New research reveals record-high levels of binge drinking, marijuana and hallucinogen use among middle-aged US adults

While numerous news headlines highlight the alarming surge in drug overdose deaths among young adults, new research also sheds light on worrisome patterns of substance abuse among US adults aged 35 to 50.

A study backed by the National Institutes of Health underscores that binge drinking, marijuana and hallucinogen consumption have reached unprecedented levels within this age bracket.

“Substance use is not limited to teens and young adults, and these data help us understand how people use drugs across the lifespan,” said NIDA director, Nora Volkow, M.D.

Rising Marijuana and Hallucinogen Use

For adults aged 35 to 50, the Monitoring the Future (MTF) study identified an all-time high in past-year marijuana and hallucinogen use in the year 2022. This rise marks a sustained upward trajectory over the long term, with past-year marijuana usage reaching 28%. This percentage reflects a significant increase from the previous year (25% in 2021) and a substantial jump from five years ago (17% in 2017). The usage rate more than doubled when compared to a decade ago (13% in 2012).

Adults aged 35 to 50 also saw a surge in past-year hallucinogen use, reaching 4% in 2022. This statistic represented a substantial increase compared to the previous year (2% in 2021) and five and ten years ago (no greater than 1% in both 2017 and 2012).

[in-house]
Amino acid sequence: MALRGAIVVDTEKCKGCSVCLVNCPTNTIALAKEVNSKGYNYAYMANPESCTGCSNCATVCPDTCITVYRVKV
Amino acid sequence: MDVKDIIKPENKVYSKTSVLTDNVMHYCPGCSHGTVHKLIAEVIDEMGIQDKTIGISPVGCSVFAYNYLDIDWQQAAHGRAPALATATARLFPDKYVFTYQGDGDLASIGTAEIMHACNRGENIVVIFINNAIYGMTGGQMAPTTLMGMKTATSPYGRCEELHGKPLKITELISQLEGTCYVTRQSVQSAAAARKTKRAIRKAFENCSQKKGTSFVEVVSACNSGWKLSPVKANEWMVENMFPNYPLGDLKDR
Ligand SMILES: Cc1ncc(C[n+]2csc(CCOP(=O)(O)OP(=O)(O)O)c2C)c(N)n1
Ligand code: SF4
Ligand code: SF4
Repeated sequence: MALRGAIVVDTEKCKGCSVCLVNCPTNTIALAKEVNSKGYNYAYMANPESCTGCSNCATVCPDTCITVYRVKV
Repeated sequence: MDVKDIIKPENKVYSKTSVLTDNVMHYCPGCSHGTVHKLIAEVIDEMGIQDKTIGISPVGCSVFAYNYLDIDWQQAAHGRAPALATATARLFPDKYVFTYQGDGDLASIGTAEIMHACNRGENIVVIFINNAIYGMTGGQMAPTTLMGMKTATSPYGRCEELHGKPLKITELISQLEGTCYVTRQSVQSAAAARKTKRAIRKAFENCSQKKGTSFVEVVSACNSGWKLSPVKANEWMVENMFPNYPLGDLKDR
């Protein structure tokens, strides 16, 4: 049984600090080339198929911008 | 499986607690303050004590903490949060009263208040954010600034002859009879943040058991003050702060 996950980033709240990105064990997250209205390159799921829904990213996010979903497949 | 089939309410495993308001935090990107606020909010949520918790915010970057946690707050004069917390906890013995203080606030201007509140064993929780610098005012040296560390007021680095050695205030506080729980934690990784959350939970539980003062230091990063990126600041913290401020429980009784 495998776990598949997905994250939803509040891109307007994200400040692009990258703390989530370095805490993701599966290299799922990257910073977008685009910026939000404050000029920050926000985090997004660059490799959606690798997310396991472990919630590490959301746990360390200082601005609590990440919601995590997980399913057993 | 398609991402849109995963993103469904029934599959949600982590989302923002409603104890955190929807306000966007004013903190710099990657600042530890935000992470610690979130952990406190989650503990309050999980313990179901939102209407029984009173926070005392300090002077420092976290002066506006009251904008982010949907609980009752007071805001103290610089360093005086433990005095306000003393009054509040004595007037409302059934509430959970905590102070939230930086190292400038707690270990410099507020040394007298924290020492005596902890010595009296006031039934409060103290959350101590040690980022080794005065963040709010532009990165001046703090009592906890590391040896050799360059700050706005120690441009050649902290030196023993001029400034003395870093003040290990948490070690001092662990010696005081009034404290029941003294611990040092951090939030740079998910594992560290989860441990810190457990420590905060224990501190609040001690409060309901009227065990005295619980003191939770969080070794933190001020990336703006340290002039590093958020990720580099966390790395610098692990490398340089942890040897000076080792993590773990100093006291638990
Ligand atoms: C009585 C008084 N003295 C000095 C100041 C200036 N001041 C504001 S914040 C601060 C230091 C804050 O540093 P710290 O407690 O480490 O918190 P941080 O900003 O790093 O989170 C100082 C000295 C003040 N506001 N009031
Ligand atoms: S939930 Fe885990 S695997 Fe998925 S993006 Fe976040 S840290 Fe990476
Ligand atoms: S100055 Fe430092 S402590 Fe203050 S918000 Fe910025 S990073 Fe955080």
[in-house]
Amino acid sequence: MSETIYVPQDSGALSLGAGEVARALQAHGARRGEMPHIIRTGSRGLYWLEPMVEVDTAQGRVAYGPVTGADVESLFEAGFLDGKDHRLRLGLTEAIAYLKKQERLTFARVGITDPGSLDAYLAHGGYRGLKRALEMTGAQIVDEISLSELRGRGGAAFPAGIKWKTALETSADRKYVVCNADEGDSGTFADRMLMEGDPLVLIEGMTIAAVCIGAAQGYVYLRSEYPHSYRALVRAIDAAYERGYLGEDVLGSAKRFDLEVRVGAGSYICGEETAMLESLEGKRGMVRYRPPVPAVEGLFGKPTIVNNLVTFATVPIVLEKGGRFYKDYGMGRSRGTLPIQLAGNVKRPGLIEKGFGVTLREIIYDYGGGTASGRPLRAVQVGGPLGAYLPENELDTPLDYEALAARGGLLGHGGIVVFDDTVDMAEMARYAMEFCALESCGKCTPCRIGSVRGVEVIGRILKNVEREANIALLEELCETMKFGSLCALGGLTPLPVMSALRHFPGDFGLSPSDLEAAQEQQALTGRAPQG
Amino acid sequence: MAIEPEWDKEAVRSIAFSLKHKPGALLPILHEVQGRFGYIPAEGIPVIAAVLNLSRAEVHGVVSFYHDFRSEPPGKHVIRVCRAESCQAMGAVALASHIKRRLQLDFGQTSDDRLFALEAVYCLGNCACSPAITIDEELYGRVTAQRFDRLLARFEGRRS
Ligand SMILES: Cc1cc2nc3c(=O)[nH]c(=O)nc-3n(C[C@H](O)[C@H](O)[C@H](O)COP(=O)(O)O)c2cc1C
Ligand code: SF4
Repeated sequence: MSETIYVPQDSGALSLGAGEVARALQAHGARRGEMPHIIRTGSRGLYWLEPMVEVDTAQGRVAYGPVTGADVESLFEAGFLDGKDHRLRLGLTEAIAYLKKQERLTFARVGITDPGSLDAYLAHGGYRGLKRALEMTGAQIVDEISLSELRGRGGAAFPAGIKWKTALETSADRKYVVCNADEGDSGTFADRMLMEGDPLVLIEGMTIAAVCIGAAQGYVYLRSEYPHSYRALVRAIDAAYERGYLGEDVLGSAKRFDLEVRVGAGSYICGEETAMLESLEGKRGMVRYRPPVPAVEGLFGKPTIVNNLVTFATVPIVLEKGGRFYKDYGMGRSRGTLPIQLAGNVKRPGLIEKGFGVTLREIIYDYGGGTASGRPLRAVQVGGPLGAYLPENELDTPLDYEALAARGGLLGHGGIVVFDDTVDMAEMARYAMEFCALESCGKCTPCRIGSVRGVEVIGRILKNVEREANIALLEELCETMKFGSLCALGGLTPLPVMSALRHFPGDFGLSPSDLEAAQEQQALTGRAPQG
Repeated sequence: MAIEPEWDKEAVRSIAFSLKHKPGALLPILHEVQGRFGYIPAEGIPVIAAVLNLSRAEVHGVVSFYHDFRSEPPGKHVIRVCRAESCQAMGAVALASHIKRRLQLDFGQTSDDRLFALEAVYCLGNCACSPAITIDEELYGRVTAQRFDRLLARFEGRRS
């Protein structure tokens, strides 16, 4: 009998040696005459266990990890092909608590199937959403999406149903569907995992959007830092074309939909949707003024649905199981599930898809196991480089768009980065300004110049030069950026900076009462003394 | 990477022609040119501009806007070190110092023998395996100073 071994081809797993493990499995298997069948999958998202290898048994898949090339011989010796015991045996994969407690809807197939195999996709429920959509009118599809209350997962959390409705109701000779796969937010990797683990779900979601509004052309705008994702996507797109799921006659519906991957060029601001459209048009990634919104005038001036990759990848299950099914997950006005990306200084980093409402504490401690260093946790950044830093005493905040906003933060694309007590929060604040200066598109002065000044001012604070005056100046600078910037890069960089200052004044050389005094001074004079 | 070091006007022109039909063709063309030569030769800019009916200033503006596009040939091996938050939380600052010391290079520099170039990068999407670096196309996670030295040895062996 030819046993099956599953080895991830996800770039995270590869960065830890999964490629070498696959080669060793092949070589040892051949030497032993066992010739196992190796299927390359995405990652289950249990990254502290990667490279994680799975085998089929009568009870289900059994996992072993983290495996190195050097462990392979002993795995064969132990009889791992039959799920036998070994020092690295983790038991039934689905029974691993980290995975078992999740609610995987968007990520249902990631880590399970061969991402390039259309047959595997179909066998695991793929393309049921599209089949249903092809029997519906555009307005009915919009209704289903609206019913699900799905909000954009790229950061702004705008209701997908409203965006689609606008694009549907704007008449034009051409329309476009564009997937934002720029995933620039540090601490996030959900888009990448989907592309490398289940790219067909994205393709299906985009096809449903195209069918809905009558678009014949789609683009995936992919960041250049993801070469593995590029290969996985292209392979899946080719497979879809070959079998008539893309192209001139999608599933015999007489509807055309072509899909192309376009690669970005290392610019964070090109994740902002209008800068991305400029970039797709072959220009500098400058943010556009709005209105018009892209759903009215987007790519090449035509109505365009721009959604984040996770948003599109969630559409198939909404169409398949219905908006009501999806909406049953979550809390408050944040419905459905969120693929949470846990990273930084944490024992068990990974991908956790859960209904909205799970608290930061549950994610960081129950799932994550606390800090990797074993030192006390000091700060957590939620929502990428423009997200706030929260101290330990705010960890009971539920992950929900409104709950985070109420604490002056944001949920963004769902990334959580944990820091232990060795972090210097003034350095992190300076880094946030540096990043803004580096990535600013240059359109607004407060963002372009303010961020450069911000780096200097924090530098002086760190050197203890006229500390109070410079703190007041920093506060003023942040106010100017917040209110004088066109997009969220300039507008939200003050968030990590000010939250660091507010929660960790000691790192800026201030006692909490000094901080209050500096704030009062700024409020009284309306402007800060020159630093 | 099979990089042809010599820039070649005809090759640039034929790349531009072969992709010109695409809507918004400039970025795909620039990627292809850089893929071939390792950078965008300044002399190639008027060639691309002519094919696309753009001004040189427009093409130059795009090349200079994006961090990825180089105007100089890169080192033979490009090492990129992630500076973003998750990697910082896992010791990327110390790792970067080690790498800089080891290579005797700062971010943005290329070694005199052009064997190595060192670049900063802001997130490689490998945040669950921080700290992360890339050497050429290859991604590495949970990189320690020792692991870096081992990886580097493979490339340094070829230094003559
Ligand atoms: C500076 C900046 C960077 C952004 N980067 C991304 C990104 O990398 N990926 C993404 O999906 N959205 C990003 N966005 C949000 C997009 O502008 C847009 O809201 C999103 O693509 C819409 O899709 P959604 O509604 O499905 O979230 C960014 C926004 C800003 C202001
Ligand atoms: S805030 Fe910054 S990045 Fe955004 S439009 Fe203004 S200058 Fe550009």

The study encompassed various types of hallucinogens, such as LSD, MDMA, mescaline, peyote, shrooms or psilocybin, and PCP.

Alcohol Trends

Adults aged 35 to 50 have experienced a gradual rise in alcohol use over the past decade, with past-year drinking increasing from 83% in 2012 to 85% in 2022. The study’s findings further revealed a sharp uptick in binge drinking within this age group, with 29% reporting binge drinking in 2022. This figure represented the highest level ever recorded, demonstrating significant increases over the past year, five years, and ten years (26% in 2021; 25% in 2017; and 23% in 2012).

Decline in Cigarette, Sedative, and Non-Medical Opioid Use

The study also revealed some positive news–a decade-long decline in the use of cigarettes, sedatives, and non-medical opioid medications (“narcotics other than heroin”).

“The value of surveys such as MTF is to show us how drug use trends evolve over decades and across development – from adolescence through adulthood,” said Megan Patrick, Ph.D., a research professor at the University of Michigan and principal investigator of the MTF panel study. “Behaviors and public perception of drug use can shift rapidly, based on drug availability and other factors. It’s important to track this so that public health professionals and communities can be prepared to respond.”

Data was collected through online and paper surveys from April 2022 through October 2022.